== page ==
Often referred to as androgen deprivation therapy, hormone therapy is a prostate cancer treatment which aims to reduce the level of androgens (i.e. male hormones) in the body. Alternatively, it can aim to prevent androgens from affecting the cancerous cells. The reason behind this is that androgens act as a stimulant for the cancer cells, encouraging them to grow and thereby progressing the stage of cancer. It is important to note that, whilst reducing androgen levels of prohibiting them from reaching the prostate can shrink the tumor or slow down the growth temporarily, it is not a cure in itself. Instead, this therapy is used alongside other treatments – to enhance their effects. Likewise, it can be used to slow the cancer if the disease has already spread and become metastatic prostate cancer and is therefore too advanced to be cured by radiation or surgery options.
Whether you and your doctor opt for an orchiectomy, LHRH agonist or antagonist hormone therapy, all methods can cause similar side effects. These are all linked to the overall effect of diminished levels of testosterone and other male hormones in the body, and range from a loss of sexual desire, impotence and shrinkage of the penis and testicles, to osteoporosis, weight gain, and depression. There are alternative types of hormone therapies that you can try aside from those mentioned, so make sure you ask your doctor what are the different prostate cancer treatment options to ensure you explore all possibilities.
Using anti-cancer drugs which are taken orally or injected into a vein, chemotherapy – commonly referred to as “chemo” – aims to attack the disease using the patient’s bloodstream to access the cancerous cells. This option is particularly useful if the cancer has spread further than the prostate gland, and recent research suggests that combining this treatment with hormone therapy is especially effective.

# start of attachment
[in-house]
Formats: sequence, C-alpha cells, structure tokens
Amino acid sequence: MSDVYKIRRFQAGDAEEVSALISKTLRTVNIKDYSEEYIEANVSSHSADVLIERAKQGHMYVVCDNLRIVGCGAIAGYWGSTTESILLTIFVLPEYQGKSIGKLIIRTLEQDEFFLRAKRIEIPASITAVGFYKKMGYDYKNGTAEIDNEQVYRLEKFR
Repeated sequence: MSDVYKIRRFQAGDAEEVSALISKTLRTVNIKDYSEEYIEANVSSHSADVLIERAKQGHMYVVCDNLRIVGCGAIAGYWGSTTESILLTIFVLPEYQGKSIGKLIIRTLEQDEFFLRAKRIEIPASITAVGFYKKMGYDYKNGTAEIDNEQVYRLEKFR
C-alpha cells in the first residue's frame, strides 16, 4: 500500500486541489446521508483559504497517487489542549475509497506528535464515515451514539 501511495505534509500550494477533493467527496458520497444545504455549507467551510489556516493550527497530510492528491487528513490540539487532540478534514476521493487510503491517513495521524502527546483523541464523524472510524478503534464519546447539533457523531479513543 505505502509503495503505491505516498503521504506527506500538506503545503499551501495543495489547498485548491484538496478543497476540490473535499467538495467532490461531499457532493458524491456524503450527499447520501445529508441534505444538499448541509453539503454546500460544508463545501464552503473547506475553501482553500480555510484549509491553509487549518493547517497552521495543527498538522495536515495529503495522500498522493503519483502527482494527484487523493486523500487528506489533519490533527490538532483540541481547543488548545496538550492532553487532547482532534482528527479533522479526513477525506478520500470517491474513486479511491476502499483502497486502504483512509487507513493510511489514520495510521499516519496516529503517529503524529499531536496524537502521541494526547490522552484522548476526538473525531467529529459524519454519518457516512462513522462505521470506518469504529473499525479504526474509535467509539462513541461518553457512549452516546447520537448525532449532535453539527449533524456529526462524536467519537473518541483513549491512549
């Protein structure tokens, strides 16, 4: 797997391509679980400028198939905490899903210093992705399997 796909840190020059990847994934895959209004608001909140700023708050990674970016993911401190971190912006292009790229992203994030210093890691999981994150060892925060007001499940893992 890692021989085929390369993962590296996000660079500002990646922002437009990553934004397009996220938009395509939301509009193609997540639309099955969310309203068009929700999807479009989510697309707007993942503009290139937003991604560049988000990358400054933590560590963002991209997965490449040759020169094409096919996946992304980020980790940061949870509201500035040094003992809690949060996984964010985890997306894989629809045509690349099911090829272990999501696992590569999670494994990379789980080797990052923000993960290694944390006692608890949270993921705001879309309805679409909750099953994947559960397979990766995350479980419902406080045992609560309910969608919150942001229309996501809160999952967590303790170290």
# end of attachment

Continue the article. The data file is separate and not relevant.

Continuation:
Chemotherapy is regarded as a somewhat aggressive treatment option: the drugs attack cells which divide quickly, hence why they are drawn to cancerous cells. However, this means they also attack non-cancerous cells which also divide rapidly, including those which line the mouth and intestines, and hair follicles too. As a result, side effects relate to these body parts. Hair loss is very common, whilst the likes of mouth sores, vomiting, diarrhea, a reduced appetite, and a damaged immune system are all potential side effects of chemotherapy. Fortunately, though, these usually cease after treatment ends, and patients can take medication to help ease side effects during their chemotherapy.
As a cancer vaccine, Sipuleucel-T (Provenge) serves to boost your immune system, which in turn helps you to attack cancerous cells in the prostate glands more effectively. This vaccine is only as a treatment option when the cancer has progressed to an advanced stage, known as metastatic prostate cancer, and when the cancerous cells have stopped responding to hormone therapy. Likewise, it is only usually suitable if the metastatic prostate cancer is still causing minimal symptoms.
Tailor-made for each man, the cancer vaccine requires white blood cells from the patient. These are then exposed to prostate cancer cells in the lab, where the white blood cells have chance to attack them. Following this, the white blood cells are then returned into the patient through an intravenous drip; the process is repeated twice more over a period of four weeks. Whilst this treatment for prostate cancer hasn’t been shown to prevent further growth of the cancer cells, it does correlate with a longer life expectancy in those suffering from advanced prostate cancer. So, whilst it doesn’t cure the disease, it can help you to live several months longer should your cancer progress to a terminal stage.